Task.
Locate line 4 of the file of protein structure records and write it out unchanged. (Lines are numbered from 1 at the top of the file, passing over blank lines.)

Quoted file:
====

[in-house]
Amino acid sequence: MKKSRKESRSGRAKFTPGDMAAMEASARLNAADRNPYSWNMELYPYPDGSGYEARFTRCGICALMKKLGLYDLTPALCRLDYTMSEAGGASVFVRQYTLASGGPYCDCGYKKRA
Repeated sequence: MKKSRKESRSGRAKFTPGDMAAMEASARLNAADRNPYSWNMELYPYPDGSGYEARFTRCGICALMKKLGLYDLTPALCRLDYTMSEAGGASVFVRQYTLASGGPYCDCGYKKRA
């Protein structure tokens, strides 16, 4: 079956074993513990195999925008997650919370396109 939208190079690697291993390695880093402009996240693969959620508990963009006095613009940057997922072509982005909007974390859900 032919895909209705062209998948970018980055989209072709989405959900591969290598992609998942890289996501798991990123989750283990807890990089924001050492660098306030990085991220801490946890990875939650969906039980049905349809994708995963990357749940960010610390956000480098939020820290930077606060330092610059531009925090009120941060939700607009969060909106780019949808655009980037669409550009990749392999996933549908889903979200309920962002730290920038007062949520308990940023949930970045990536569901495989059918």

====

């Protein structure tokens, strides 16, 4: 079956074993513990195999925008997650919370396109 939208190079690697291993390695880093402009996240693969959620508990963009006095613009940057997922072509982005909007974390859900 032919895909209705062209998948970018980055989209072709989405959900591969290598992609998942890289996501798991990123989750283990807890990089924001050492660098306030990085991220801490946890990875939650969906039980049905349809994708995963990357749940960010610390956000480098939020820290930077606060330092610059531009925090009120941060939700607009969060909106780019949808655009980037669409550009990749392999996933549908889903979200309920962002730290920038007062949520308990940023949930970045990536569901495989059918």